As our nation prepares to celebrate our Independence Day, baseball stadiums are empty, our “national pastime” a victim of the pandemic. But the game is starting up again for an abbreviated season, with workouts scheduled to begin today.
And when (or if) games are played, they will be without fans in the stands.
Enter Chip Messenger, a forty-five-year-old financial planner who is about to become the most popular baseball fan in Southern California. He leases a private condominium in the Legend, a luxury building in downtown San Diego. His private balcony on the fifteenth floor provides a clear view into Petco Park, the home of the Padres.
As a result, he is one of the few people in America who will actually be able to see live Major League Baseball this year in person rather than on television. He plans to share his good fortune, saying that he’ll open his balcony to other Padres fans (with appropriate health-related precautions).
“I’m holding the winning hand right here,” Mr. Messenger said. “I’m sure I’ll make some new friends.”
The necessity of firsthand experience
I first began attending baseball games as a young boy in Houston. My dad bought tickets for my brother and me to attend games in the Houston Astrodome. They were in the upper section of the upper section. The players looked like ants running around on a green carpet. But there is nothing like being at a ball game in person.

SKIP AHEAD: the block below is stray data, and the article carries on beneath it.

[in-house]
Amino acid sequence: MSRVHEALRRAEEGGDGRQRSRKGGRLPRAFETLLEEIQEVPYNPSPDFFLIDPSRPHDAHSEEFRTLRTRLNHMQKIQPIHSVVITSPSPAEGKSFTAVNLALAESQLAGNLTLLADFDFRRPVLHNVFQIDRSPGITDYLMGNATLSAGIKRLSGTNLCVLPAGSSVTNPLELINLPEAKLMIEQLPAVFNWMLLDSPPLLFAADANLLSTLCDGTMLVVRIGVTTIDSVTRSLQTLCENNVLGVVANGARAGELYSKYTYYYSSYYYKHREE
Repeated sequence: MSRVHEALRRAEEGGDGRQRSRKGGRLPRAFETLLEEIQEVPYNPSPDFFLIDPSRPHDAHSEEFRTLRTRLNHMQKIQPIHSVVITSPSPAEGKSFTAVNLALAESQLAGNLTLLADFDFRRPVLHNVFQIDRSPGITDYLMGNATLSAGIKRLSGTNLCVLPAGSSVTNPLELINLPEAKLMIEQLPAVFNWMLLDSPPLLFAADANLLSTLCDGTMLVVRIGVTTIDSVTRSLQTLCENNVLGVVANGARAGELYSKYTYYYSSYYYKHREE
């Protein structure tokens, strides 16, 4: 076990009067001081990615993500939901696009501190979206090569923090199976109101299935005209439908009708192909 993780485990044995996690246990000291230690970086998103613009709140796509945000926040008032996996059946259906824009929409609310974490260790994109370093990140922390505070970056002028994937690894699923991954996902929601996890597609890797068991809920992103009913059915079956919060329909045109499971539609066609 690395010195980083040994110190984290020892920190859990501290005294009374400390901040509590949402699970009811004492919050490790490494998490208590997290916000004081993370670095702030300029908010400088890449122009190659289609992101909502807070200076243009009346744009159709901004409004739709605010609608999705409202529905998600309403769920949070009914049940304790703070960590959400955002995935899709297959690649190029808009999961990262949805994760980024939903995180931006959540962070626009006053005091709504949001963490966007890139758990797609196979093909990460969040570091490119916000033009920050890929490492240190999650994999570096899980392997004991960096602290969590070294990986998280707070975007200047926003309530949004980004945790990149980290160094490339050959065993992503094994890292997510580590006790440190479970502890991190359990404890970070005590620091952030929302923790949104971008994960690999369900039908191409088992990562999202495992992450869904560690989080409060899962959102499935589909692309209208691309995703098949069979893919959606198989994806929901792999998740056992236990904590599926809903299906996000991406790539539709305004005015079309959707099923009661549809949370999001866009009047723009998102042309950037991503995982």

Chip Messenger’s balcony serves as a parable, illustrating the fact that firsthand experience is essential to understanding relational truth.
I can do my best to explain what it is like to be married or to be a father, but so much of the joy of both cannot be communicated in words. The same is true with our Father: he wants an intimate, personal, daily relationship with us.
Paul told the Corinthians, “I, brothers, could not address you as spiritual people, but as people of the flesh, as infants in Christ. I fed you with milk, not solid food, for you were not yet ready for it” (1 Corinthians 3:1–2). Milk is digested food. The time should come when the baby matures to the level that they can eat for themselves.
Unfortunately, many Christians settle for spiritual milk—truth “digested” by others. They listen to sermons and podcasts, watch videos, and read books and articles like this one, but they do not go on to spend time with the Lord in personal Bible study and worship. Practicing spiritual disciplines such as prayer, solitude, meditation, fasting, and worship is essential to our souls. Watching the “game” on television is not the same thing.
Let me urge you over the holiday weekend to make time to be alone with your Father. Read his word and be in his world. Take a walk in creation and find ways to glorify the Creator. Use your freedom to celebrate your freedom in Christ.
Think of it: the Lord of the entire universe wants to make time for you. Let’s return the favor.